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State v. Wilbely

Decided: February 21, 1973.


Fritz, Lynch and Barrett. The opinion of the court was delivered by Fritz, J.A.D.


[122 NJSuper Page 464] Defendant was convicted, after jury trial, of breaking and entering with intent to steal (N.J.S.A. 2A:94-1). On this appeal he claims refusal of his offer to prove his financial resources in order to disprove an intent to steal was error. Additionally, he asserts as plain error complaints about the charge.

Neither the State nor defendant has brought to our attention any New Jersey precedent determining the question of the admissibility of testimony relating to financial resources designed to contradict an intent to steal, nor have we found any. State v. Smith , 32 N.J. 501 (1960), cert. den. 364 U.S. 936, 81 S. Ct. 383, 5 L. Ed. 2d 367 (1961), escaped a determination of the problem. State v. Mathis , 47 N.J. 455 (1966), treats with the converse and declares the inability of the State to prove financial need as motive for robbery. We cannot here say beyond a reasonable doubt that if the exclusion below was error, it was harmless, so we must resolve the problem.

As related in Smith, supra , Professor Wigmore supports admissibility on the basis of relevancy, i.e. , possession of money tends to negative a desire to obtain money by crime. 2 Wigmore, Evidence (3 ed. 1940), ยง 392 at 343. Interestingly, Wigmore also finds poverty relevant to the commission of a crime but declares this inadmissible for reasons of fairness, presumably to the defendant. With respect to the admissible affluence, Wigmore distinguishes from inadmissible poverty on the basis of "the foregoing objection [possible unfair prejudice] not being here applicable." Were the sole consideration fairness to the defendant, we would agree. But it seems to us that as evidence of poverty might well "prove too much against too many" (Mathis, supra , 47 N.J. at 471), evidence of affluence might well result in a proving of too little against too few, and this to the very real detriment and prejudice of fair law enforcement.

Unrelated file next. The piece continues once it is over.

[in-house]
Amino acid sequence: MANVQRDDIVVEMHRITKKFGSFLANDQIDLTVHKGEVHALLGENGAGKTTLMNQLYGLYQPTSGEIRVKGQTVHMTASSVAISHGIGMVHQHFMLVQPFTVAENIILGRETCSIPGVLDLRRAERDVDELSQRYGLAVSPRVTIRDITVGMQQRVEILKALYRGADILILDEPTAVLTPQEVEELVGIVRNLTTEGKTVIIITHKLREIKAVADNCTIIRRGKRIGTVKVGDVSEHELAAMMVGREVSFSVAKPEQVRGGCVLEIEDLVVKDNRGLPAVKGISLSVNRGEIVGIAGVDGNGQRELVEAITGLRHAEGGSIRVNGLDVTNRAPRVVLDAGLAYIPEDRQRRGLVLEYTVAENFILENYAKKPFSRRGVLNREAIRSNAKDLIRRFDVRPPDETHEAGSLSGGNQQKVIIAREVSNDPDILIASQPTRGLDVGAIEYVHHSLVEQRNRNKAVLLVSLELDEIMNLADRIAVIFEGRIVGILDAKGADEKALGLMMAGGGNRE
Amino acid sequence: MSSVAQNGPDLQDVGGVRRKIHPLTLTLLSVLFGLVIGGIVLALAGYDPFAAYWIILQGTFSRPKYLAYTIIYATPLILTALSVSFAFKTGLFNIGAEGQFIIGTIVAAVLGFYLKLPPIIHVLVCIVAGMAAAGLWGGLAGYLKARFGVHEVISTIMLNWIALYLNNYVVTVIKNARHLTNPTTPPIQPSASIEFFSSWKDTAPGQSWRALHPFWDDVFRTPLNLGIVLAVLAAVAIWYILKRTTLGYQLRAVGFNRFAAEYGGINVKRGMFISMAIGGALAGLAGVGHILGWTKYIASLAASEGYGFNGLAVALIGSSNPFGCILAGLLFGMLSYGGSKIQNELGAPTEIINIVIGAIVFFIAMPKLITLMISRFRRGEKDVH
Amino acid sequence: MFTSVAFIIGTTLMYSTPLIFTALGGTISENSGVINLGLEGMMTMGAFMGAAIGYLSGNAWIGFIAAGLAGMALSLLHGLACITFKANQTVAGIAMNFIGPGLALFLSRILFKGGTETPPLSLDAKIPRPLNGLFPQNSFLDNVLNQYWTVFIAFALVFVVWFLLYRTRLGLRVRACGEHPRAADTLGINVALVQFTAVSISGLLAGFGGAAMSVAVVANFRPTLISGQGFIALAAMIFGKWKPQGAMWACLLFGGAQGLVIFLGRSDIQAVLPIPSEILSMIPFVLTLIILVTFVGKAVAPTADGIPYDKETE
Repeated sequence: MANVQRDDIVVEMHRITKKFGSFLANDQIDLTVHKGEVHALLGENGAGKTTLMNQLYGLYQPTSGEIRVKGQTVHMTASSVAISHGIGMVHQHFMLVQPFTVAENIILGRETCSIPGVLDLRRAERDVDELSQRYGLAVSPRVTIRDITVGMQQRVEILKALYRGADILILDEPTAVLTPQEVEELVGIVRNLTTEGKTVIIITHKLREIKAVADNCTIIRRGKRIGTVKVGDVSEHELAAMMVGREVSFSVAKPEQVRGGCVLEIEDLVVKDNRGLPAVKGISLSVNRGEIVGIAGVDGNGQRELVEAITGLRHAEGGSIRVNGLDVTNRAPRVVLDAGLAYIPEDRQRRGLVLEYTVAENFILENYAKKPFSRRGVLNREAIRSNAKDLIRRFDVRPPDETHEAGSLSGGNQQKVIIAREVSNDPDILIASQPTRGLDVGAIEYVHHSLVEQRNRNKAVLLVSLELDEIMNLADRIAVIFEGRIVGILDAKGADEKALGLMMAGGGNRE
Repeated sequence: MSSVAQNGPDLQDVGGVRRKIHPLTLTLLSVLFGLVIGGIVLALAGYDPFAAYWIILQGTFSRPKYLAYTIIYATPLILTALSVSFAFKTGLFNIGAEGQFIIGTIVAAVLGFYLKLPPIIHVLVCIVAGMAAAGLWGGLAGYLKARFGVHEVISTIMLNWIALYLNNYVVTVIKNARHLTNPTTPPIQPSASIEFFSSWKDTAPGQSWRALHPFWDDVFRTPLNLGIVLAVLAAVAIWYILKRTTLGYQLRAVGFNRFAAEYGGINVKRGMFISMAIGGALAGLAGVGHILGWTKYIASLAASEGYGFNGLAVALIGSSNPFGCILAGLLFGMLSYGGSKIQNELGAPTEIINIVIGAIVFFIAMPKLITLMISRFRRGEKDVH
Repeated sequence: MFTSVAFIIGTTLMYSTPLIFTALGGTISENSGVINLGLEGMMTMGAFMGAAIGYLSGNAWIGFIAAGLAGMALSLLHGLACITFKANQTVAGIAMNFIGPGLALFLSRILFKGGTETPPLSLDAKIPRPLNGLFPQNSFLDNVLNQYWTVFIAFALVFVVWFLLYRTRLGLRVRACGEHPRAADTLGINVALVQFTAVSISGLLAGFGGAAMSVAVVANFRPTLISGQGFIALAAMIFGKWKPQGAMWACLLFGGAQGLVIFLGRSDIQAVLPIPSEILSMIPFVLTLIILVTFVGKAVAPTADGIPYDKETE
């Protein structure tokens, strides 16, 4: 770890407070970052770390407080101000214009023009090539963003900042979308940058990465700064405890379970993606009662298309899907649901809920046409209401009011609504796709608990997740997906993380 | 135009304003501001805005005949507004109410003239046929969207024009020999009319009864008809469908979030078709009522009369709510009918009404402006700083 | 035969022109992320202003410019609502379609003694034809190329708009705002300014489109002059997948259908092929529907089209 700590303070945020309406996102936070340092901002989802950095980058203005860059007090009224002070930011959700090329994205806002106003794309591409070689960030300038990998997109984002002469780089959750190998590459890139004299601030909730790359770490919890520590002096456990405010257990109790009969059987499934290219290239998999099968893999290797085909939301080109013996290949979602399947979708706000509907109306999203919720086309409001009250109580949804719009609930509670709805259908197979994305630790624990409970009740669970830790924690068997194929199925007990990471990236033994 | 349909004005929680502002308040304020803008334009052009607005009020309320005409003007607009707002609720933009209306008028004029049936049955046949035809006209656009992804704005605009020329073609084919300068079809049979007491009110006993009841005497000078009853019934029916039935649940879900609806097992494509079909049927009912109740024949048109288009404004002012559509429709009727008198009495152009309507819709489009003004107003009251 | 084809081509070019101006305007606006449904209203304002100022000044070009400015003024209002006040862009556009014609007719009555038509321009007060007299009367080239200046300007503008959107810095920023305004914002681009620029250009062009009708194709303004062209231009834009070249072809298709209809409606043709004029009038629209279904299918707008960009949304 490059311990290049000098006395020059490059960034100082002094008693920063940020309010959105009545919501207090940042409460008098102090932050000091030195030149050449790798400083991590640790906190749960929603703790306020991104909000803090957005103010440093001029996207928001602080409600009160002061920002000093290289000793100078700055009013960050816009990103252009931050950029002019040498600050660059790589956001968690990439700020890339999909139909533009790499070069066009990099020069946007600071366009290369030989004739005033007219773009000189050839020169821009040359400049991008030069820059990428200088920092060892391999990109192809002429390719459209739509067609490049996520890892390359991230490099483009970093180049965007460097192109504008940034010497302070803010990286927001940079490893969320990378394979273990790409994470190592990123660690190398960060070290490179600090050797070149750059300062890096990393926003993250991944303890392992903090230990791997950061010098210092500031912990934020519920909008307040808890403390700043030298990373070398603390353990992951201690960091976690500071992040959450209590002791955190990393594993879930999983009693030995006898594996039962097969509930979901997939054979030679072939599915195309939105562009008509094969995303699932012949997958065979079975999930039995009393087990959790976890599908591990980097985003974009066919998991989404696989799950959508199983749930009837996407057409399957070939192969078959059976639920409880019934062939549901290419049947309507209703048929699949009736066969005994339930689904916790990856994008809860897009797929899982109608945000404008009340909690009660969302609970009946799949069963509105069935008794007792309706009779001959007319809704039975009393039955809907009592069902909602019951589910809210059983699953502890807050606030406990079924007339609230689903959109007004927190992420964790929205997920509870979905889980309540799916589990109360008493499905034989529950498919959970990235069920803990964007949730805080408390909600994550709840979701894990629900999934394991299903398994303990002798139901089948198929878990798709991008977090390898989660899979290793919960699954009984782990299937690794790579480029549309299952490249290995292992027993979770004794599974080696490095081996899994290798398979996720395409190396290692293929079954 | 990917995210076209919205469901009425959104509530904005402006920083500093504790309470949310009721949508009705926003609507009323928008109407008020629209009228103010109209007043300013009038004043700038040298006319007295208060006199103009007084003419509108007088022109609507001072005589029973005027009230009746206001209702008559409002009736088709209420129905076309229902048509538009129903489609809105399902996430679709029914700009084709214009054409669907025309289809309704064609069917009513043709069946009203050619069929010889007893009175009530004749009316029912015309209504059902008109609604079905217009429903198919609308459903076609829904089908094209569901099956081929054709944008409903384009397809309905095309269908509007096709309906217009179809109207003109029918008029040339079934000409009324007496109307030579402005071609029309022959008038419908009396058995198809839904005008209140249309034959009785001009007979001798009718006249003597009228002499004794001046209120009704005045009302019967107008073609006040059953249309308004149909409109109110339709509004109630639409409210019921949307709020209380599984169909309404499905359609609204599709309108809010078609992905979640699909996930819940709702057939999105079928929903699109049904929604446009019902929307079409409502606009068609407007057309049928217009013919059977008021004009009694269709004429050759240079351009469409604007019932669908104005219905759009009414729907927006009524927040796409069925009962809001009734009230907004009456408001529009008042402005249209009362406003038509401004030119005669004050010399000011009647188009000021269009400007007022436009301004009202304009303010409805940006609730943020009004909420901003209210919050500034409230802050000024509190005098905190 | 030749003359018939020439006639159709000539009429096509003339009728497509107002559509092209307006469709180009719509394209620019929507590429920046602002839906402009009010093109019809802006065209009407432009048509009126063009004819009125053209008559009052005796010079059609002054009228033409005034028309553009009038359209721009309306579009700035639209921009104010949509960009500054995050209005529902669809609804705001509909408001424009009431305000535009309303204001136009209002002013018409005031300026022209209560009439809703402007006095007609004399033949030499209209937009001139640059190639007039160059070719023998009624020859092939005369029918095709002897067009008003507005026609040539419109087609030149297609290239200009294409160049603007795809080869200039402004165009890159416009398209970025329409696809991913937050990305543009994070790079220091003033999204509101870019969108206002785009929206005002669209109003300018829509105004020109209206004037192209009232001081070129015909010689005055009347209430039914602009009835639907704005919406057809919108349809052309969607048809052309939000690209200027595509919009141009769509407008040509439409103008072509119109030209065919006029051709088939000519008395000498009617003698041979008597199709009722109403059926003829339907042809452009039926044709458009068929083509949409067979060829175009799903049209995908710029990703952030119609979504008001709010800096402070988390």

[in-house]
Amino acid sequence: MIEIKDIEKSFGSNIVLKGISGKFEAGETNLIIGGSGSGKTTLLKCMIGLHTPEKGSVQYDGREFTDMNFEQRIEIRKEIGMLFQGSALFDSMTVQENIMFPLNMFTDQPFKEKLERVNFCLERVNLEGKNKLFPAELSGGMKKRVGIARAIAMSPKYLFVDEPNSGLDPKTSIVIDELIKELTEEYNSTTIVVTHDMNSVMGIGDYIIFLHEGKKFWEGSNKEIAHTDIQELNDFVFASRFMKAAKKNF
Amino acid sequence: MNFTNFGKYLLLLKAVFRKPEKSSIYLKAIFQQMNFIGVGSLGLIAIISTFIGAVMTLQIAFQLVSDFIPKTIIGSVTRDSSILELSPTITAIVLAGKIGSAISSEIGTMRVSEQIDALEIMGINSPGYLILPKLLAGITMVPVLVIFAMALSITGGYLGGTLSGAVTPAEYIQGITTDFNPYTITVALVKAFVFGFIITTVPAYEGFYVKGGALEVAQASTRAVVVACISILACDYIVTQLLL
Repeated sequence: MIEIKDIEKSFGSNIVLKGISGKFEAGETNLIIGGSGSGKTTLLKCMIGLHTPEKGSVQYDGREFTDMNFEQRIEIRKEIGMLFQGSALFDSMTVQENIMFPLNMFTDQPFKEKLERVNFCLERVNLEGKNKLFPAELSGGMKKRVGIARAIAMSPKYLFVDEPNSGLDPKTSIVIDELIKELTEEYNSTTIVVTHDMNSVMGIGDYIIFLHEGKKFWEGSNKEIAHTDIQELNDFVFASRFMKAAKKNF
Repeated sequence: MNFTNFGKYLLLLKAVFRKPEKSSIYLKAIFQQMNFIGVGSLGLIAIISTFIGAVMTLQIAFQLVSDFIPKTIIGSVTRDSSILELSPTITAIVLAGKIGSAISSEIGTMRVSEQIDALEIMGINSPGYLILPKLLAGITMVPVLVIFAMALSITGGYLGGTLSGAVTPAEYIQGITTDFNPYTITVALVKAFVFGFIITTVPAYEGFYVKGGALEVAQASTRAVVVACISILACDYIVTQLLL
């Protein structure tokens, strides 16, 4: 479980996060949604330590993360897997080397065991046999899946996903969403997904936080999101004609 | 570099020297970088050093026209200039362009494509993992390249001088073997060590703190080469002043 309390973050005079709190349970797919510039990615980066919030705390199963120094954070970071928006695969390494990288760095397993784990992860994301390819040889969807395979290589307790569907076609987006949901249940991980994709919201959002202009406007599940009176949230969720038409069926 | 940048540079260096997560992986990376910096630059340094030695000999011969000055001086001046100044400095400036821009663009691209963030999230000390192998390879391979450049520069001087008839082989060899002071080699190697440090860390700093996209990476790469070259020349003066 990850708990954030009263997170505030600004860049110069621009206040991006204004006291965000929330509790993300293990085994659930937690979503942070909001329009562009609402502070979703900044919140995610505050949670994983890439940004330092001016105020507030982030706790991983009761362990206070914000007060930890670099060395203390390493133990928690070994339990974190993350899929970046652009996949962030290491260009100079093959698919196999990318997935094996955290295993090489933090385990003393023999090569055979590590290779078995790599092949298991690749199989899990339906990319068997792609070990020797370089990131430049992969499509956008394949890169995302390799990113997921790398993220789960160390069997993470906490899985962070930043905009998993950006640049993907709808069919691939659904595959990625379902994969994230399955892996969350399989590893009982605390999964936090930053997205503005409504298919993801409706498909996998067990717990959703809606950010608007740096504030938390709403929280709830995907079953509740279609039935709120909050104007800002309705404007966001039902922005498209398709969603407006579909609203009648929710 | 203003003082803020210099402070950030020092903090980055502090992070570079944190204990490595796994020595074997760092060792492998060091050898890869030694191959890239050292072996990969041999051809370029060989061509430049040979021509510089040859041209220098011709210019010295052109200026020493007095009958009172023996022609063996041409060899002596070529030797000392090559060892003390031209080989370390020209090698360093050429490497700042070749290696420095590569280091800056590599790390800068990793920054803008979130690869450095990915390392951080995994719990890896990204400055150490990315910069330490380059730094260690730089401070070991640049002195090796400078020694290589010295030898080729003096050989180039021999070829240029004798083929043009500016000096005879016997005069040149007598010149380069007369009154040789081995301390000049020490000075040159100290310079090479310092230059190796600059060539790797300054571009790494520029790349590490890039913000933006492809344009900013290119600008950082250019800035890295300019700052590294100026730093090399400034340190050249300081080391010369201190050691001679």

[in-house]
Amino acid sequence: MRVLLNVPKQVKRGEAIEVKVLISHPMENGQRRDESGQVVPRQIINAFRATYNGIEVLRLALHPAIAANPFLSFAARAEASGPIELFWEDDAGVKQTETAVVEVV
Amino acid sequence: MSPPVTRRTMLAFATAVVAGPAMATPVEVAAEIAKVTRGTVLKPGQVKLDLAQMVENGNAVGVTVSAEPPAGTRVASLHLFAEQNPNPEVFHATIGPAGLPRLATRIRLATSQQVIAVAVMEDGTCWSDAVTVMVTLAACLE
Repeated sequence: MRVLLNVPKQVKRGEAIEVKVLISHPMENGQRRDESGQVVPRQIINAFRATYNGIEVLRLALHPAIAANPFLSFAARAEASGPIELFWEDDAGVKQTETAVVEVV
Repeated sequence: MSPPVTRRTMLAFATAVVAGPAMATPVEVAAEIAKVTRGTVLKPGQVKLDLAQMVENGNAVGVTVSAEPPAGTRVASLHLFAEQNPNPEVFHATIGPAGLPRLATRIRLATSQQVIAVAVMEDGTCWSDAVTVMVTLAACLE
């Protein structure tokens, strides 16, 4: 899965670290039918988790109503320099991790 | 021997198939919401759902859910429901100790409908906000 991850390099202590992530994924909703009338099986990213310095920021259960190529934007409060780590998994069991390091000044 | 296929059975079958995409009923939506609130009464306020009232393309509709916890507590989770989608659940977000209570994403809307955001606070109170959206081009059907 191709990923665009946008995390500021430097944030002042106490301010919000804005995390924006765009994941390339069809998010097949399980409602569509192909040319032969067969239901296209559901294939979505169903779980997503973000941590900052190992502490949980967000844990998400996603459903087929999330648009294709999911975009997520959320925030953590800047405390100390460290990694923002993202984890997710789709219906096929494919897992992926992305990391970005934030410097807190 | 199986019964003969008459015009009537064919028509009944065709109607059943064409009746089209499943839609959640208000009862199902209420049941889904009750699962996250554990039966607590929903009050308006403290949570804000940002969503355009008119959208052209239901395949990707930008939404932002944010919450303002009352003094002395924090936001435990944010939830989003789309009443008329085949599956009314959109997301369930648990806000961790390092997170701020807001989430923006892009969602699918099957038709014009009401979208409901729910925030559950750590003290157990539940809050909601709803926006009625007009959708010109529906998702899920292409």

With Wigmore we have no doubt of some relevance with respect to both poverty and affluence. Mathis concedes that, "Undoubtedly a lack of money is logically connected with a crime involving financial gain." (47 N.J. at 471.) History has taught that some poor steal for the sole purpose of rectifying that economic condition. Nor do we have any doubt at all that scoundrels exist whose larcenous propensities are restrained solely because affluence overcomes a running of the risks involved.

But it is equally evident, it seems to us, that there exist the honest poor as well the thieving wealthy. This being so, the matter becomes one of weighing the utility of the relevant aspects of the evidence, either of affluence or poverty, against reasons opposing admissibility, principally such as the likelihood of improper inferences being drawn, the opportunity for personal prejudices to be manifested, or, most significantly, the expansion of the fact issues to be tried, and this into an area where exculpating perjury might well be hard to disprove.

We believe that only after such a weighing and a considered initial determination in favor of admissibility from that weighing should that which Professor Wigmore calls "unfair prejudice" be considered as an exclusionary factor.

Perhaps this is what he suggests. But it would appear rather that admissibility is assumed from bare-bone relevancy, and only "unfair prejudice" prevents admission of evidence of poverty. With recognition that our Evidence Rule 7(f) is far reaching with respect to evidence in anywise relevant, and with a nod to the school which argues that only questions of weight, and not admissibility, exist after a determination of relevance, we record our disagreement that relevance mandates admissibility. As Evidence Rule 4 remains to assist the trial judge in excluding relevant evidence which for one good reason or another ought not to be considered by the factfinder, the phrase "by other law of this State" in the prefatory statement of Evidence Rule 7 enables us to determine those instances where evidence concededly relevant should not be admissible nevertheless, for one good reason or another.

In the specific context of the error here urged, we have undertaken the weighing process described above, and we conclude that in addition to the reasons bespeaking nonadmissibility mentioned above, evidence of affluence, while possibly relevant to negate an intent to steal, should not be admissible on account of the likelihood of the involvement of collateral concerns. Examples can be carried to an extreme:

if a defendant is allowed to prove equity in improved real estate, how far can the State go to show that there is little cash to meet the mortgage payments to protect that equity? May defendant then demonstrate accounts receivable and the liquidity of his debtors to refute the prosecutor's implications? And so on.

Further we incline to the view suggested above that even if evidence of affluence were otherwise admissible, it should be excluded on account of unfair prejudice to the State, whose rights and those of the people it represents are also entitled to protection, in the same ...

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